Regulating the regulators: the pervasive
effects of Pol II pausing on stimulus-
responsive gene networks
Daniel A. Gilchrist,1George Fromm,1Gilberto dos Santos,1,3Linh N. Pham,1Ivy E. McDaniel,1,4
Adam Burkholder,2David C. Fargo,2and Karen Adelman1,5
1Laboratory of Molecular Carcinogenesis,
National Institutes of Health, Research Triangle Park, North Carolina 27709, USA
2Integrated Bioinformatics, National Institute of Environmental Health Sciences,
The expression of many metazoan genes is regulated through controlled release of RNA polymerase II (Pol II) that
has paused during early transcription elongation. Pausing is highly enriched at genes in stimulus-responsive
pathways, where it has been proposed to poise downstream targets for rapid gene activation. However, whether
this represents the major function of pausing in these pathways remains to be determined. To address this
question, we analyzed pausing within several stimulus-responsive networks in Drosophila and discovered that
paused Pol II is much more prevalent at genes encoding components and regulators of signal transduction cascades
than at inducible downstream targets. Within immune-responsive pathways, we found that pausing maintains
basal expression of critical network hubs, including the key NF-kB transcription factor that triggers gene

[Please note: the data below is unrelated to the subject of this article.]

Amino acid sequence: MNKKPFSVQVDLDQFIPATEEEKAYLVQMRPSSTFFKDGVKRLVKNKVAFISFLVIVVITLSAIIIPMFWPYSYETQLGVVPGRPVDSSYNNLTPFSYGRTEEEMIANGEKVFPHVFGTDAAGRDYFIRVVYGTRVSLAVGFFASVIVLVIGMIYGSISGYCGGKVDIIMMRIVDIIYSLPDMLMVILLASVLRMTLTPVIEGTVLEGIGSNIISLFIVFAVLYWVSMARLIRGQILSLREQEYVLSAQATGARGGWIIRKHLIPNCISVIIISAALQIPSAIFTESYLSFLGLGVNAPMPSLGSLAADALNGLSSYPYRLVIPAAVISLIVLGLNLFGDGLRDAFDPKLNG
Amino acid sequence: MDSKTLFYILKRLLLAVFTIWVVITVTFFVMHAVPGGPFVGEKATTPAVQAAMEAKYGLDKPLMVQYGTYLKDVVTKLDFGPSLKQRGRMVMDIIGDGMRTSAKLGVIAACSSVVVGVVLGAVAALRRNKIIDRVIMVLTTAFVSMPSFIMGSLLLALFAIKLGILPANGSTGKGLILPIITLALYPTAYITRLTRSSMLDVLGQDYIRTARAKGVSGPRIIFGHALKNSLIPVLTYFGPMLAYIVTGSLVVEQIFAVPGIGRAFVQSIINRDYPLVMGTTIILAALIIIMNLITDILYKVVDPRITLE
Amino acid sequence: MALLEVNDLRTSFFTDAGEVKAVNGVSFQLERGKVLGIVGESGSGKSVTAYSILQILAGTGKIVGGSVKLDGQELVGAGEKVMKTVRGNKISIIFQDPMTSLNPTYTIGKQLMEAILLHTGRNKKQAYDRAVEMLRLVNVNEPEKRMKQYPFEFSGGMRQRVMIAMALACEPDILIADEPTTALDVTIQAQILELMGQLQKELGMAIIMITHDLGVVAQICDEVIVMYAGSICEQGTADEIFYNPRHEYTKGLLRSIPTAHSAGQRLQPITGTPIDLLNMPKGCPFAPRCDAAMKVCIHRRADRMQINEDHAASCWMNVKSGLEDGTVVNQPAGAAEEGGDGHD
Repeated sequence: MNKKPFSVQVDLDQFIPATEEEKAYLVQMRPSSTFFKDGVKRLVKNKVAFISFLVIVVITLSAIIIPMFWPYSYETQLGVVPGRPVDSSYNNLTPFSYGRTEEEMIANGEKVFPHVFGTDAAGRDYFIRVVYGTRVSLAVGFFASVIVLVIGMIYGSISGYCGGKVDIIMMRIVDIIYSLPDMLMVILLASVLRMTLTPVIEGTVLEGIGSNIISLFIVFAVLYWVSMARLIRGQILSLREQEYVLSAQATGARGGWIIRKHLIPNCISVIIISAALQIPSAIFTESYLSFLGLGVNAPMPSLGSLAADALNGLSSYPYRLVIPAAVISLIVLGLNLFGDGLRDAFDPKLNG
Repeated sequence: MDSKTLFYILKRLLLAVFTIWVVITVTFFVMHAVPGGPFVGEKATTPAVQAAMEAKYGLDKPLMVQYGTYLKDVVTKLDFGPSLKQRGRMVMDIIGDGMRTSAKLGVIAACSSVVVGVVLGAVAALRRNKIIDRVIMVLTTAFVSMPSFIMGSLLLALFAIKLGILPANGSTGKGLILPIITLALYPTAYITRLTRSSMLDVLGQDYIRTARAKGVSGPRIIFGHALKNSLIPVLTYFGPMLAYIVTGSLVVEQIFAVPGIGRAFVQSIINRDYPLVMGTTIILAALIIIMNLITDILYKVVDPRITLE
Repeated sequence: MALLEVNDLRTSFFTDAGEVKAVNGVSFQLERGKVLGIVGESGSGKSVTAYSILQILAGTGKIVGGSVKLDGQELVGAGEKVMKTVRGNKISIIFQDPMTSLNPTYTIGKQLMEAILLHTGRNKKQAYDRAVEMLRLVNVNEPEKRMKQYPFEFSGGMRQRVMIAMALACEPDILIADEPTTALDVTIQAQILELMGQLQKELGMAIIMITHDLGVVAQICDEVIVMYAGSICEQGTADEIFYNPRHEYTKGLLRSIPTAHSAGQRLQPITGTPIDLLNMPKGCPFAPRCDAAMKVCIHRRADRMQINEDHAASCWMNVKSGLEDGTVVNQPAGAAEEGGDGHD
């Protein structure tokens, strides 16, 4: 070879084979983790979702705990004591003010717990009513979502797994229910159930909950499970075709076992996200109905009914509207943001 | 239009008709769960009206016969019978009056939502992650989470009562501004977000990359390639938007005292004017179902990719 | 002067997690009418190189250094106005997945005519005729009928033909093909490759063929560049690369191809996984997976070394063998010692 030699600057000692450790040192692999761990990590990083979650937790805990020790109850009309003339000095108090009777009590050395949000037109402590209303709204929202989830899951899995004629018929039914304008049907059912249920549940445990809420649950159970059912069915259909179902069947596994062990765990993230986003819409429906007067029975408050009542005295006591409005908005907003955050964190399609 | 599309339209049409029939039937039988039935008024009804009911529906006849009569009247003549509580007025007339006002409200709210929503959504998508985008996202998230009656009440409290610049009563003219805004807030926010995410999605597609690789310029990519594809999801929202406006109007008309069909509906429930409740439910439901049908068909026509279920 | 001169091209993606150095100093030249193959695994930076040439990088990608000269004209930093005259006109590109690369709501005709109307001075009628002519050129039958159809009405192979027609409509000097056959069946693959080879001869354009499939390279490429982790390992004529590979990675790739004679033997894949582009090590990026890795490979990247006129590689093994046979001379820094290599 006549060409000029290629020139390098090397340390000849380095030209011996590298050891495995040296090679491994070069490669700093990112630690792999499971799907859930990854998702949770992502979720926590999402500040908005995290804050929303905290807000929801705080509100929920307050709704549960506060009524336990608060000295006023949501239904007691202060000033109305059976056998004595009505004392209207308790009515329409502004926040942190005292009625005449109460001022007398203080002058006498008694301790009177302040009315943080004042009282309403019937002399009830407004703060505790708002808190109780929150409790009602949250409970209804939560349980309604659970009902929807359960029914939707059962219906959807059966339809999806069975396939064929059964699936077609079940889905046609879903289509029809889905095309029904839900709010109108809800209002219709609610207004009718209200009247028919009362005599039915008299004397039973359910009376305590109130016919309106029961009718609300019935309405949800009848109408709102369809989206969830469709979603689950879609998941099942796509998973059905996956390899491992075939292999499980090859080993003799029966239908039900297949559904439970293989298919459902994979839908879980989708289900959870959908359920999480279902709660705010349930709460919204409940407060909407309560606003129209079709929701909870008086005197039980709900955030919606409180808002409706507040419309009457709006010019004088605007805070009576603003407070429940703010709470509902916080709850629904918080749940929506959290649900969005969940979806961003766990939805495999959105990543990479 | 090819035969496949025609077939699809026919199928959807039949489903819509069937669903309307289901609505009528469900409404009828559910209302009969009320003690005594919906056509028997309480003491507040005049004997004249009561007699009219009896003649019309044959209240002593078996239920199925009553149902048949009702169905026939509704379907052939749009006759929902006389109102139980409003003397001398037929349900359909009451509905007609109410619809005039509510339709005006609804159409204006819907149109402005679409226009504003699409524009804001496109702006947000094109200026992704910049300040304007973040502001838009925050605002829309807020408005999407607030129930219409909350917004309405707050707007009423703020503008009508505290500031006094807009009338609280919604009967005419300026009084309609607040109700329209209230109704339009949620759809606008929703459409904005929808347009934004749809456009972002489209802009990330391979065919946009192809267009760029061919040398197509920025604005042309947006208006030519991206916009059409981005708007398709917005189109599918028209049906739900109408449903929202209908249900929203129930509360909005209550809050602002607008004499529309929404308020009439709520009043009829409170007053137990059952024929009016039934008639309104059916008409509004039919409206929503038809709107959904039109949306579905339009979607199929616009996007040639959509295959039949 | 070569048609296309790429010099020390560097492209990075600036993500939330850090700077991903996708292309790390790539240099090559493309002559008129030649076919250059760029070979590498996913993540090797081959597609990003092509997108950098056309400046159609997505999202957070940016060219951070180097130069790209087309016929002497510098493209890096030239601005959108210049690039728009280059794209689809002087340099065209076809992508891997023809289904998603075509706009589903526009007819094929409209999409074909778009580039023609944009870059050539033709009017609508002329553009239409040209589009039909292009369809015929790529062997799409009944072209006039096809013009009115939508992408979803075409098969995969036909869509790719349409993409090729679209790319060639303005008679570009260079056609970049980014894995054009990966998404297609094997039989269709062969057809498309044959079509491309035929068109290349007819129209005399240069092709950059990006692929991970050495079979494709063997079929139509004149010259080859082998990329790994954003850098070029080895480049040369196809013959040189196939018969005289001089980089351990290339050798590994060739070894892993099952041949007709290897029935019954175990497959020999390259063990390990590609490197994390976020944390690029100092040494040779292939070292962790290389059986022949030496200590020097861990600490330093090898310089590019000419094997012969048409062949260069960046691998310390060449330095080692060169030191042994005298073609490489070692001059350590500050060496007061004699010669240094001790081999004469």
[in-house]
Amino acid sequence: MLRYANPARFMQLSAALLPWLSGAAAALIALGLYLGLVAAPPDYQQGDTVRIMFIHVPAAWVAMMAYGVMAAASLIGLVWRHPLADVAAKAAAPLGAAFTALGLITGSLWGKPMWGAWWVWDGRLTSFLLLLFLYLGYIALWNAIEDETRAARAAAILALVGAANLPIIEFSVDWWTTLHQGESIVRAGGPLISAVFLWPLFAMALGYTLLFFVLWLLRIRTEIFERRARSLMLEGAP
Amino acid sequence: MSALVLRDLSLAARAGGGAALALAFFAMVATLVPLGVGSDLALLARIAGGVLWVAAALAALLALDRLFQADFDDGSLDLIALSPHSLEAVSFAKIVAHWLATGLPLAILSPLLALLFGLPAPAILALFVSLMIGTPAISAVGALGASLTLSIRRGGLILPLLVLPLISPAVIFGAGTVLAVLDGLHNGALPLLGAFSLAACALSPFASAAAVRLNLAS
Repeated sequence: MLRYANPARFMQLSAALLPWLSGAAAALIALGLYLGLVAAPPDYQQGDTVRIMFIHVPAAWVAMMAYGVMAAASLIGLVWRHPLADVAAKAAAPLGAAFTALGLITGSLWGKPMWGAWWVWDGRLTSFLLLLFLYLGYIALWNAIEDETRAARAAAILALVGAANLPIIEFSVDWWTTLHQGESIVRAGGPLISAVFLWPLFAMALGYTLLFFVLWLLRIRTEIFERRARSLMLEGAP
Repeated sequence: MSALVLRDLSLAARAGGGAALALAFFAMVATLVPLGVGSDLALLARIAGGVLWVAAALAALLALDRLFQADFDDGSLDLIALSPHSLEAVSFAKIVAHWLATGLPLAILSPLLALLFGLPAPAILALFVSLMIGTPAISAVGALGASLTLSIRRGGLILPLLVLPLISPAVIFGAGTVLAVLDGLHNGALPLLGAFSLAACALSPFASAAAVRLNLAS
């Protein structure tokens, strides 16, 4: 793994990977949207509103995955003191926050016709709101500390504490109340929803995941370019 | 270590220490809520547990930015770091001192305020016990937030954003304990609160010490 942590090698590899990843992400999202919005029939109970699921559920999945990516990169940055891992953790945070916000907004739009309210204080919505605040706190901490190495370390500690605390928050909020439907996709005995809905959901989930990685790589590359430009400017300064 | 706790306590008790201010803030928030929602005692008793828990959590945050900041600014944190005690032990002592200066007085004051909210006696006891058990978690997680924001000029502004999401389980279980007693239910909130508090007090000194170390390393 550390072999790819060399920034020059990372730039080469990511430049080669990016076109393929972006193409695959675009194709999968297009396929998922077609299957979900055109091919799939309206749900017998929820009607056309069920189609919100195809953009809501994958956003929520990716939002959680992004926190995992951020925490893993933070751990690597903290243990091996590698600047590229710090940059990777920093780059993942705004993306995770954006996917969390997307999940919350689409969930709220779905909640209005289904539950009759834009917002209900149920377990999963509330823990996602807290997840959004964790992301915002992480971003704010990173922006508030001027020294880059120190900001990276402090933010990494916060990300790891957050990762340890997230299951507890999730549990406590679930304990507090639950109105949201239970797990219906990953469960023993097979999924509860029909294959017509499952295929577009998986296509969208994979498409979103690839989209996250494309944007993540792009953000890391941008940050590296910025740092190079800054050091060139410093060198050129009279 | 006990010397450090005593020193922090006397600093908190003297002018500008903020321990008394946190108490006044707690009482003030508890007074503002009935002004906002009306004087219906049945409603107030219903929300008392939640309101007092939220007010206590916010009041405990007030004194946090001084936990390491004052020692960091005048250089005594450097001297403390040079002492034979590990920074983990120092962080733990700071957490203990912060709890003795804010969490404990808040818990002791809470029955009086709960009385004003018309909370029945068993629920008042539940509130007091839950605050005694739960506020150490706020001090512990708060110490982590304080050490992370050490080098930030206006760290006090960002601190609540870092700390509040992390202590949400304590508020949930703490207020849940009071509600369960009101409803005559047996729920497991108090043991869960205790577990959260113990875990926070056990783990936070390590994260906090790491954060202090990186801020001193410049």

activation. Accordingly, loss of pausing through knockdown of the pause-inducing factor NELF leads to broadly
attenuated immune gene activation. Investigation of murine embryonic stem cells revealed that pausing is
similarly widespread at genes encoding signaling components that regulate self-renewal, particularly within the
MAPK/ERK pathway. We conclude that the role of pausing goes well beyond poising-inducible genes for activation
and propose that the primary function of paused Pol II is to establish basal activity of signal-responsive networks.
[Keywords: gene expression; transcription elongation; polymerase pausing; gene networks]
Supplemental material is available for this article.
Received January 26, 2012; revised version accepted March 23, 2012.
All organisms have evolved strategies to facilitate rapid
and balanced responses to environmental and develop-
mental cues. One mechanism for achieving robust up-
regulation of transcription in response to the external
environment is exemplified by the Drosophila heat-